Tuesday, September 18, 2012

An Outsider’s view of Human Performance Technology (HPT)

I spent that latter part of last week at the annual US Coast Guard’s Human Performance Technology Workshop.  It is free, open to the public, and based on my past life of being exposed to HPT through my role as an instructor and Subject Matter Expert for the Navy’s Lean Six Sigma (LSS) Black Belt curriculum, I have attended the last three workshops.  Besides meeting new folks, I get to catch up with local performance improvement practitioners.  This year I manned the ASQ’s Six Sigma Forum booth.
For those folks unfamiliar with HPT and the appropriate professional society, the International Society for Performance Improvement (ISPI) I recommend using the hyperlinks in this sentence.  Please understand my comments are solely based on a limited data sample based on exposure with the Coast Guard application of HPT and the Navy’s application of HPT, started about 2002 and shut down in 2007. I have not attended ISPI’s annual conference though I have perused the last 3 year’s programs that are included on ISPI’s website.
There is a natural synergy with HPT and Quality.  I liken HPT as a broader aspect of Big Q.  Their performance improvement model includes all aspect of performance, from training to process to work environment.  If you have followed my blog you will get a sense that for change to occur these three areas need to be addressed.  My expertise is in process performance and training delivery. 
Where I stray from the HPT being of value is my sense that HPT starts and ends with large scale instructional system design “interventions.”  I am painting with a broad brush but this statement comes from these observations:  1) the USCG implementation of HPT is closely tied to their training command.  2) Over 90% of the USCG workshop presentations the last 3 years have dealt with some facet of instructional system design or training intervention as opposed to a process improvement or an organizational development change.  A similar percentage is noted in the ISPI annual conferences. 3) Before the Navy closed down their HPT capability, a lot of their HPT folks came through my class for Lean Six Sigma Black Belt training.  From these students, I picked up on a bit of HPT arrogance; HPT is better than LSS.  I also overheard some of the same comments as some of the USCG seasoned practitioners walked by my Six Sigma Forum booth (I have a thick skin; there are some Lean zealots out there that have the same contempt for Six Sigma).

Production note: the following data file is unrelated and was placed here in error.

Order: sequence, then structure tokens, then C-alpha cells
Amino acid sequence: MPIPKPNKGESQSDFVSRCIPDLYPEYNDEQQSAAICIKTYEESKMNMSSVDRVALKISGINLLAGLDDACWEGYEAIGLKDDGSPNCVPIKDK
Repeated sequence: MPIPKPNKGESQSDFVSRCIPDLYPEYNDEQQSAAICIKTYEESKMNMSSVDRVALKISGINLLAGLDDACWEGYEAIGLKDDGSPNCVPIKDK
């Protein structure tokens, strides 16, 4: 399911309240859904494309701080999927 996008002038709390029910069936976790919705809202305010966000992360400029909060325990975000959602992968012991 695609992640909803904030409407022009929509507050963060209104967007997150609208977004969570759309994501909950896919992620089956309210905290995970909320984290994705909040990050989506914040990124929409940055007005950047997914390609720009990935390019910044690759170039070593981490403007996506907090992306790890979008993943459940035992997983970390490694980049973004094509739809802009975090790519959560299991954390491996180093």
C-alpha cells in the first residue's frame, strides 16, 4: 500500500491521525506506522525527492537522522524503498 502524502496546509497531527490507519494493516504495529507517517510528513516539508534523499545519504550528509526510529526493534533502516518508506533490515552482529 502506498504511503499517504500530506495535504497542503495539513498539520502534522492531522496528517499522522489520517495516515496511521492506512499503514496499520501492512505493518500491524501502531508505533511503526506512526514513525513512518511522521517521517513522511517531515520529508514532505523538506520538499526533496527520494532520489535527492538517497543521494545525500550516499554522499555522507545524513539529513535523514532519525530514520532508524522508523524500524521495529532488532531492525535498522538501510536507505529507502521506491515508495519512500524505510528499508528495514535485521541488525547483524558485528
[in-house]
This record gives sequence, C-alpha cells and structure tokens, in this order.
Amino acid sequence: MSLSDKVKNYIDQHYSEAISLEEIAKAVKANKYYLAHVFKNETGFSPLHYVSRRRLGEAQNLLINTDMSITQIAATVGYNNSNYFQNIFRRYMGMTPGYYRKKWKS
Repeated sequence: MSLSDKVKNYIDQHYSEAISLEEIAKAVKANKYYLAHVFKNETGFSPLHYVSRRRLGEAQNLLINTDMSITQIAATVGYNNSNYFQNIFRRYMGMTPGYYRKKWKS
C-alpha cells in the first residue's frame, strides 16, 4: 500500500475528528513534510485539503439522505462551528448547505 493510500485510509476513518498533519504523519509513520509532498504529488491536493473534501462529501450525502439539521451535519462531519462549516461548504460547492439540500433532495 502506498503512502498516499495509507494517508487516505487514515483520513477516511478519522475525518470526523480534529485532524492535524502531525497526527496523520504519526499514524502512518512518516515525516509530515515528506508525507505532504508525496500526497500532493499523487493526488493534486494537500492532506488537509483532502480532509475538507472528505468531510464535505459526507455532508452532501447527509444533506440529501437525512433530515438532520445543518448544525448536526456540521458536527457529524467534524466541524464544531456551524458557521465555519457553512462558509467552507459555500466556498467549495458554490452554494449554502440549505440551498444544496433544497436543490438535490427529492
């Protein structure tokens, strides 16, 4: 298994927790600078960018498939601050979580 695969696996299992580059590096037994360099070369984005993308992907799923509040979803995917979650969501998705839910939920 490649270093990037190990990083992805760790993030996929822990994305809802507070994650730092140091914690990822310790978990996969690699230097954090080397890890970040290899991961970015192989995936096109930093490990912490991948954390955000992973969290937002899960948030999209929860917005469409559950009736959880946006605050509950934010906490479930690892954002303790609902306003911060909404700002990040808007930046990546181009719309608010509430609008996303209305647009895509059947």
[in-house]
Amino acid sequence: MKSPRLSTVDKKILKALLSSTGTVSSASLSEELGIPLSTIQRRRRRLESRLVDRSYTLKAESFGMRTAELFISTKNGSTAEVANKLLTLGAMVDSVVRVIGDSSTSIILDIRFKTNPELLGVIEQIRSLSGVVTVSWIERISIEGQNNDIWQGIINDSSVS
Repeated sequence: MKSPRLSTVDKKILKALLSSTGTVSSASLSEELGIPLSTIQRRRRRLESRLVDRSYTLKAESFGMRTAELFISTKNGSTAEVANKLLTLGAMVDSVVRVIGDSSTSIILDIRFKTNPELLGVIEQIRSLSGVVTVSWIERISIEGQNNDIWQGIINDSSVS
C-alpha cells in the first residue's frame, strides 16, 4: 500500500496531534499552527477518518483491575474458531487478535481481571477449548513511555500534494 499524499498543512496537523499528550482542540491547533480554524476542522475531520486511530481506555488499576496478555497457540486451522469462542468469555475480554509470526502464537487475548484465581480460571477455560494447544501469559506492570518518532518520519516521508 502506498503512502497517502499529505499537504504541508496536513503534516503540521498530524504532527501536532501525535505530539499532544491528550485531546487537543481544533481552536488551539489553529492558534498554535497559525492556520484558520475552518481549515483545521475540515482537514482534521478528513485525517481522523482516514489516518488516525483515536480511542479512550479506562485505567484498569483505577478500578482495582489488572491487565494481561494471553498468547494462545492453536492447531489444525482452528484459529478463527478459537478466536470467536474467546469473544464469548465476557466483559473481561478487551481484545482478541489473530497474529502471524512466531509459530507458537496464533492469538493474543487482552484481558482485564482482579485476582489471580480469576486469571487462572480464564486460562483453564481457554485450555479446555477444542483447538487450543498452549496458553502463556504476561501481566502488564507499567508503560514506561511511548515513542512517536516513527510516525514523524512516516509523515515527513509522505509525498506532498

To stimulate dialog, my rhetorical question in all of this is why?  I see the same failings of HPT as I do with Lean, Six Sigma, Theory of Constraints, Learning Organizations, Knowledge Management, etc.  If all performance improvement practitioners are out to do good, why are we not willing to embrace other tools as freely as we embraced the one we are espousing?   Even further, how do we make IMPROVEMENT, no matter what flavor it is acceptable by leaders so that is practiced and appreciated?  
Your comments are most welcome.

Tuesday, September 11, 2012

Fast Quality? Slow is Faster

Slow down, you move too fast.
You got to make the morning last.
Just kicking down the cobble stones.
Looking for fun and feelin' groovy

-The 59th Street Bridge Song: Paul Simon

This month’s ASQ Influential Voices theme is on how quality can respond to a faster change pace.  My immediate thought was the classic Simon & Garfunkel song whose lyrics are above.  The human reaction to going faster is to cut out the speed governor, that thing that prevents you from going faster.  In Lean terms it is all those non-value added things that are in your process that prevent value from getting to the customer faster. However, as soon as we take away that governor, I start seeing the Sammy Hagar music video of “I Can’t Drive 55!”

I would contend that in order for us to be more responsive in an ever changing world we need to slow down and operate with discipline.  What we often find is that when we do make a process go faster the discipline behind the process disappears. For those who work in a schedule-driven environment, how often has quality suffered when you had to break into a schedule because a customer had to have it NOW?  In a good number of cases, the order usually gets rejected by the customer for some quality issue.  The order is then redone with discipline (more quality oversight than usual) and is completed, usually about the same time as if we had not broken the schedule to meet the original demand, all at double the cost.
So what drives this management decision to go faster?  A lack of trust:  in maintaining discipline and a lack of process for ongoing improvement.   Many management gurus have said that you need to plan.  Unfortunately, we plan to execute, we don’t plan for contingencies.  “We don’t have time” is often the lament.  Yet, that is what leaders are supposed to do: create the time to develop the discipline to execute and plan for the contingencies.
As quality professionals how should we respond?  Show discipline to the process.  Reinforce the value of Big Q.  Don’t compromise on your integrity.  There will be pressure to go faster but faster is not more responsive.  Being responsive requires time to gather data and to reflect.  Being responsive requires looking to the future and understanding capabilities.  Being responsive means incorporating little q and Big Q in management decisions.  Being responsive is doing the right thing by the customer. Once you are ready to execute, execute with alacrity!